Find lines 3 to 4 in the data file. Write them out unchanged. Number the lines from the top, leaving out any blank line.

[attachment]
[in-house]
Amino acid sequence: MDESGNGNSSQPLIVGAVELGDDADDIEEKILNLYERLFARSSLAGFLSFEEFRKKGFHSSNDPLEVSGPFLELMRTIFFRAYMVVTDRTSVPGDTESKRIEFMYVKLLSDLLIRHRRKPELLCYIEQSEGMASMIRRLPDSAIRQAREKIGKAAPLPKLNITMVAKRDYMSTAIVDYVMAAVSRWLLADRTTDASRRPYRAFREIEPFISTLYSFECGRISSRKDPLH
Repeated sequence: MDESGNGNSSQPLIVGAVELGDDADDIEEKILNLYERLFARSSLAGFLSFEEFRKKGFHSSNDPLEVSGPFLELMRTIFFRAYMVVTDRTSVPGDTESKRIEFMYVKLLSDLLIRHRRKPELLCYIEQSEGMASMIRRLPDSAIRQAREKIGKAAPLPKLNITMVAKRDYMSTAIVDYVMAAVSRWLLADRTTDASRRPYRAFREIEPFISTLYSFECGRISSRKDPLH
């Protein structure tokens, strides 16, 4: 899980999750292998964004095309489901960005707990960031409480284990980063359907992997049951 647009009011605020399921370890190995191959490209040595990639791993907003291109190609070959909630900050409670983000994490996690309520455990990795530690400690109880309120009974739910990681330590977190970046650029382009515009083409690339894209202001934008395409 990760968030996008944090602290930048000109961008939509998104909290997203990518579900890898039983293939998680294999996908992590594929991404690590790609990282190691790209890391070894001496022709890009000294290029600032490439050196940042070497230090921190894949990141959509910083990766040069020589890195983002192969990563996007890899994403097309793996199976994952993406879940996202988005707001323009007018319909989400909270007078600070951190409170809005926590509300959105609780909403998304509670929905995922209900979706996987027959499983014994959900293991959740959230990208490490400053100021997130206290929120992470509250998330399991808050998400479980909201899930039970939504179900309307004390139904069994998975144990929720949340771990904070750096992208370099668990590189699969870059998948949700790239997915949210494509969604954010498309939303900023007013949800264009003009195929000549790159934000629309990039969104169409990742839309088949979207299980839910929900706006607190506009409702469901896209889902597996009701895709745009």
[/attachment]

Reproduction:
Repeated sequence: MDESGNGNSSQPLIVGAVELGDDADDIEEKILNLYERLFARSSLAGFLSFEEFRKKGFHSSNDPLEVSGPFLELMRTIFFRAYMVVTDRTSVPGDTESKRIEFMYVKLLSDLLIRHRRKPELLCYIEQSEGMASMIRRLPDSAIRQAREKIGKAAPLPKLNITMVAKRDYMSTAIVDYVMAAVSRWLLADRTTDASRRPYRAFREIEPFISTLYSFECGRISSRKDPLH
């Protein structure tokens, strides 16, 4: 899980999750292998964004095309489901960005707990960031409480284990980063359907992997049951 647009009011605020399921370890190995191959490209040595990639791993907003291109190609070959909630900050409670983000994490996690309520455990990795530690400690109880309120009974739910990681330590977190970046650029382009515009083409690339894209202001934008395409 990760968030996008944090602290930048000109961008939509998104909290997203990518579900890898039983293939998680294999996908992590594929991404690590790609990282190691790209890391070894001496022709890009000294290029600032490439050196940042070497230090921190894949990141959509910083990766040069020589890195983002192969990563996007890899994403097309793996199976994952993406879940996202988005707001323009007018319909989400909270007078600070951190409170809005926590509300959105609780909403998304509670929905995922209900979706996987027959499983014994959900293991959740959230990208490490400053100021997130206290929120992470509250998330399991808050998400479980909201899930039970939504179900309307004390139904069994998975144990929720949340771990904070750096992208370099668990590189699969870059998948949700790239997915949210494509969604954010498309939303900023007013949800264009003009195929000549790159934000629309990039969104169409990742839309088949979207299980839910929900706006607190506009409702469901896209889902597996009701895709745009």